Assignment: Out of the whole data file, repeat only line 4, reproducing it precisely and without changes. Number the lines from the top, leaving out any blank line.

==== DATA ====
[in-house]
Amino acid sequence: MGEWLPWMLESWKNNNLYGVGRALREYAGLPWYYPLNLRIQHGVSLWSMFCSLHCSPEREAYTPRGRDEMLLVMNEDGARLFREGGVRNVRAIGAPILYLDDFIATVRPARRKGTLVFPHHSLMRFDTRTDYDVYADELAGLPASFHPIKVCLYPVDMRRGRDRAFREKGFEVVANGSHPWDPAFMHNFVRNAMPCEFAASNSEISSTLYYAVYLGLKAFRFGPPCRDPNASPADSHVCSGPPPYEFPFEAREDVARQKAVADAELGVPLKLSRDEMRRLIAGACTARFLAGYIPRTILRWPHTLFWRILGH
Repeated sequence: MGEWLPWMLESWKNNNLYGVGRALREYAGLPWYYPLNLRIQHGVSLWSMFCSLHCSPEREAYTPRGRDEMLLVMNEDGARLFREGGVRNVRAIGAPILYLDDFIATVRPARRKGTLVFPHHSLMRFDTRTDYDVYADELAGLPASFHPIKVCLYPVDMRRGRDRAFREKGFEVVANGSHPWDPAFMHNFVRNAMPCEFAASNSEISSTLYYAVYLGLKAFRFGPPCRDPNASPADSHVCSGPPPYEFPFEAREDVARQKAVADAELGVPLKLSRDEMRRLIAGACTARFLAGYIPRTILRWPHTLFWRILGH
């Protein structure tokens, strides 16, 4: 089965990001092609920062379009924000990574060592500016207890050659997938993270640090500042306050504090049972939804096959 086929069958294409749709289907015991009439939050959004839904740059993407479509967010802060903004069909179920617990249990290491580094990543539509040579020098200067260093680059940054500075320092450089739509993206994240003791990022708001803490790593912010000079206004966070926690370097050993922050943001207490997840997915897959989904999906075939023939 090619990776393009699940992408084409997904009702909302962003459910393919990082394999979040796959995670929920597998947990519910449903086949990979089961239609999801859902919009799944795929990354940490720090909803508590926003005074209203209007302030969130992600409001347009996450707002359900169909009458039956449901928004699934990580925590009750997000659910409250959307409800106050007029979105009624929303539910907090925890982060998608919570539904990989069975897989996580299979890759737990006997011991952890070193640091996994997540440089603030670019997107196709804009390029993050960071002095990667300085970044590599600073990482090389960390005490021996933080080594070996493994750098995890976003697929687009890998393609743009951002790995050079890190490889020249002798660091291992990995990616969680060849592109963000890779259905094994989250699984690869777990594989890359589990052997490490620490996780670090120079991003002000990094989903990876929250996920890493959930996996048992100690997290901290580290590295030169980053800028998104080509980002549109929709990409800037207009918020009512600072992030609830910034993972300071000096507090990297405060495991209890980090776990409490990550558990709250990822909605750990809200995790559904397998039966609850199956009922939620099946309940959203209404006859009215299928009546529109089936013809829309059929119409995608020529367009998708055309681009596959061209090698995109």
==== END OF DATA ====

């Protein structure tokens, strides 16, 4: 089965990001092609920062379009924000990574060592500016207890050659997938993270640090500042306050504090049972939804096959 086929069958294409749709289907015991009439939050959004839904740059993407479509967010802060903004069909179920617990249990290491580094990543539509040579020098200067260093680059940054500075320092450089739509993206994240003791990022708001803490790593912010000079206004966070926690370097050993922050943001207490997840997915897959989904999906075939023939 090619990776393009699940992408084409997904009702909302962003459910393919990082394999979040796959995670929920597998947990519910449903086949990979089961239609999801859902919009799944795929990354940490720090909803508590926003005074209203209007302030969130992600409001347009996450707002359900169909009458039956449901928004699934990580925590009750997000659910409250959307409800106050007029979105009624929303539910907090925890982060998608919570539904990989069975897989996580299979890759737990006997011991952890070193640091996994997540440089603030670019997107196709804009390029993050960071002095990667300085970044590599600073990482090389960390005490021996933080080594070996493994750098995890976003697929687009890998393609743009951002790995050079890190490889020249002798660091291992990995990616969680060849592109963000890779259905094994989250699984690869777990594989890359589990052997490490620490996780670090120079991003002000990094989903990876929250996920890493959930996996048992100690997290901290580290590295030169980053800028998104080509980002549109929709990409800037207009918020009512600072992030609830910034993972300071000096507090990297405060495991209890980090776990409490990550558990709250990822909605750990809200995790559904397998039966609850199956009922939620099946309940959203209404006859009215299928009546529109089936013809829309059929119409995608020529367009998708055309681009596959061209090698995109």